After Tesla Crash, Will Driverless Technology Transition Slow? The first reported death involving a driverless car raises questions about their future. Not just over safety concerns, but our own attitudes to relinquishing control.
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After Tesla Crash, Will Driverless Technology Transition Slow?

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After Tesla Crash, Will Driverless Technology Transition Slow?

After Tesla Crash, Will Driverless Technology Transition Slow?

After Tesla Crash, Will Driverless Technology Transition Slow?

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  • <iframe src="https://www.npr.org/player/embed/484473984/484473985" width="100%" height="290" frameborder="0" scrolling="no" title="NPR embedded audio player">
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The first reported death involving a driverless car raises questions about their future. Not just over safety concerns, but our own attitudes to relinquishing control.

SCOTT SIMON, HOST:

Transportation officials are investigating what seems to be the first fatal accident of a car that was under the control of an automated system, a Tesla Model S that was being driven by the car's autopilot system and then collided with a tractor trailer. Tesla said the autopilot is simply an assist feature on their Model S and that drivers are advised to keep their hands on the wheel and stay in control at all times.

Now, currently only California, Nevada, Florida, Michigan and the District of Columbia allow driverless technology to be used in passenger vehicles. Will this crash and any questions that it raises slow the development of driverless cars?

Timothy Carone is a teaching professor in the department of IT analytics and operations in University of Notre Dame's Mendoza College of Business. He also wrote "Future Automation: Changes To Lives And To Businesses," which talks about the transition to autonomous systems, including driverless cars and unmanned airplanes. Professor Carone, thanks for being with us.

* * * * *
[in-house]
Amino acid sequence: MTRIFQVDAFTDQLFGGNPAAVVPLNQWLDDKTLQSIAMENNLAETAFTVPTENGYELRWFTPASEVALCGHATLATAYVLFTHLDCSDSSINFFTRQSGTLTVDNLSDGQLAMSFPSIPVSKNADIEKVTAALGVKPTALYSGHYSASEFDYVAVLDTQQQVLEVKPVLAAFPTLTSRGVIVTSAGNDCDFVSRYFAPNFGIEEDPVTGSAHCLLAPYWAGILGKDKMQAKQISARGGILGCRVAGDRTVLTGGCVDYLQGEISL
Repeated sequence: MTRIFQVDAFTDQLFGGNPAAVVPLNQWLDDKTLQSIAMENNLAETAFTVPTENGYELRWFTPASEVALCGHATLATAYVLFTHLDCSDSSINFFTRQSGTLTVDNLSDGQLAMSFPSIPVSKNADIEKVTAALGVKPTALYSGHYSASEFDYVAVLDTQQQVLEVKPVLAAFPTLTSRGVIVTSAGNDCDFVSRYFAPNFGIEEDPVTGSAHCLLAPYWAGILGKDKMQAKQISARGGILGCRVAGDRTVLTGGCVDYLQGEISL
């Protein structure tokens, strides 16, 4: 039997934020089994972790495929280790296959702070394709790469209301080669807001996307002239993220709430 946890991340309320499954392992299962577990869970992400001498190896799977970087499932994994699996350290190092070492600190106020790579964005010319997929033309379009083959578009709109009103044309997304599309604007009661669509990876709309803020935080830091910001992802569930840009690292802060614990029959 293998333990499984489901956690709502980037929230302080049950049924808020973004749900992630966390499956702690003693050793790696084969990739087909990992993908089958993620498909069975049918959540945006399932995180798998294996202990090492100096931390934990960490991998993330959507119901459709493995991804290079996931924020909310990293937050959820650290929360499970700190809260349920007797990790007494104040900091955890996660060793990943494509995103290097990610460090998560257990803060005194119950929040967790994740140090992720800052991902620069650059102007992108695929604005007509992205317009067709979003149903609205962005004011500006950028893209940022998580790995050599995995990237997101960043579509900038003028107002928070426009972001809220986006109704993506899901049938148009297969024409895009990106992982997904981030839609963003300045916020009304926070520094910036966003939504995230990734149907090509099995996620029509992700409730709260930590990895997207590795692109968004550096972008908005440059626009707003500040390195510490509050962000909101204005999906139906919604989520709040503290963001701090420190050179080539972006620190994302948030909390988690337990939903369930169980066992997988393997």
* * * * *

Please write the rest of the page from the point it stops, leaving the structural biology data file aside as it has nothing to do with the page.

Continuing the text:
TIMOTHY CARONE: Thanks for having me.

SIMON: The beauty part of driverless cars is that they're supposed to make driving safer, almost without accidents. Does this accident make you reassess that claim?

CARONE: No, it does not. This crash and the fatality is not a surprise to people involved in the industry or in the software development. You know, I think we have to expect that going forward there'll be more incidents like this. And we just need to internalize it that while tragedies are not preventable per se, it's a journey that ends with us having, you know, a number of traffic accidents reduced by, you know, an order of magnitude.

SIMON: There were a number of brave aviators who died in the early 20th century to make the airplane a part of our lives. And now, at any given moment, we're told there are 5,000 flights above the United States alone. Will there be, despite everybody's best efforts, some accidents, even some fatal ones, on the way to developing the driverless car?

CARONE: I think that it's unreasonable to expect that what happened with the Tesla crash in Florida is a anomaly that will only happen a handful of times over the next 10, 15 years. I think we have to expect that there will be accidents, that some of them will be much more tragic. But to your point, just as if planes were as safe now as they were back then, I think we'd have two 747 crashes a day. So I think that I would expect the same dynamic to occur. These crashes will be reduced and we will reach our aspiration of having a far fewer fatal accidents.

SIMON: We've heard for years now that the driverless cars of the future - are we talking about Buck Rogers' future or something that's a lot closer than that?

CARONE: You know, over the next five years, I think we'll start to see more cars on the road. And certainly by 2025, most cars will have this autopilot or driverless ability. Whether or not people decide to use it or to what degree they decide to use it - I think that's an open question.

SIMON: Timothy Carone of Notre Dame's Mendoza College of Business, thanks so much for being with us.

CARONE: Thank you.

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